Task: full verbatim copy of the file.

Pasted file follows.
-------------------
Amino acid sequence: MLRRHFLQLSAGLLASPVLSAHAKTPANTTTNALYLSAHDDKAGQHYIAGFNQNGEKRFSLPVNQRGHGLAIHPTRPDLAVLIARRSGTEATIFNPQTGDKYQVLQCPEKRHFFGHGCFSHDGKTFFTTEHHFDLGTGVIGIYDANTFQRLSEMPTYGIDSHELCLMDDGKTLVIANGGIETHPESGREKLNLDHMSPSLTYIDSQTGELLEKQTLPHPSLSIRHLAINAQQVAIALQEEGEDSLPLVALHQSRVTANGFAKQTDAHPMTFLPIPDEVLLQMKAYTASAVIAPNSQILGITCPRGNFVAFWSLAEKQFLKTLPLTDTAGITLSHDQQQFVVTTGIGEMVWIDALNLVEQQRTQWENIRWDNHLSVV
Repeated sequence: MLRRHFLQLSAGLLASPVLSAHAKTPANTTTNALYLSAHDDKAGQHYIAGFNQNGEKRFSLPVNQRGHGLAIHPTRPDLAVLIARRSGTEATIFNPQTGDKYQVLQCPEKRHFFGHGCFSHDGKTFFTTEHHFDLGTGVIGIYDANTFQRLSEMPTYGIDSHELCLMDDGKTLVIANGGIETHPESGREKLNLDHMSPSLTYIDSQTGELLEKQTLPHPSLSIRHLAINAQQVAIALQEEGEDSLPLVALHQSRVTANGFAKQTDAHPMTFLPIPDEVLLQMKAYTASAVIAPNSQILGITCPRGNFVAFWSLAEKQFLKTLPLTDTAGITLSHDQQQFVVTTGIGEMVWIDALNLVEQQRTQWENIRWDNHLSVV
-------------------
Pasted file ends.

Amino acid sequence: MLRRHFLQLSAGLLASPVLSAHAKTPANTTTNALYLSAHDDKAGQHYIAGFNQNGEKRFSLPVNQRGHGLAIHPTRPDLAVLIARRSGTEATIFNPQTGDKYQVLQCPEKRHFFGHGCFSHDGKTFFTTEHHFDLGTGVIGIYDANTFQRLSEMPTYGIDSHELCLMDDGKTLVIANGGIETHPESGREKLNLDHMSPSLTYIDSQTGELLEKQTLPHPSLSIRHLAINAQQVAIALQEEGEDSLPLVALHQSRVTANGFAKQTDAHPMTFLPIPDEVLLQMKAYTASAVIAPNSQILGITCPRGNFVAFWSLAEKQFLKTLPLTDTAGITLSHDQQQFVVTTGIGEMVWIDALNLVEQQRTQWENIRWDNHLSVV
Repeated sequence: MLRRHFLQLSAGLLASPVLSAHAKTPANTTTNALYLSAHDDKAGQHYIAGFNQNGEKRFSLPVNQRGHGLAIHPTRPDLAVLIARRSGTEATIFNPQTGDKYQVLQCPEKRHFFGHGCFSHDGKTFFTTEHHFDLGTGVIGIYDANTFQRLSEMPTYGIDSHELCLMDDGKTLVIANGGIETHPESGREKLNLDHMSPSLTYIDSQTGELLEKQTLPHPSLSIRHLAINAQQVAIALQEEGEDSLPLVALHQSRVTANGFAKQTDAHPMTFLPIPDEVLLQMKAYTASAVIAPNSQILGITCPRGNFVAFWSLAEKQFLKTLPLTDTAGITLSHDQQQFVVTTGIGEMVWIDALNLVEQQRTQWENIRWDNHLSVV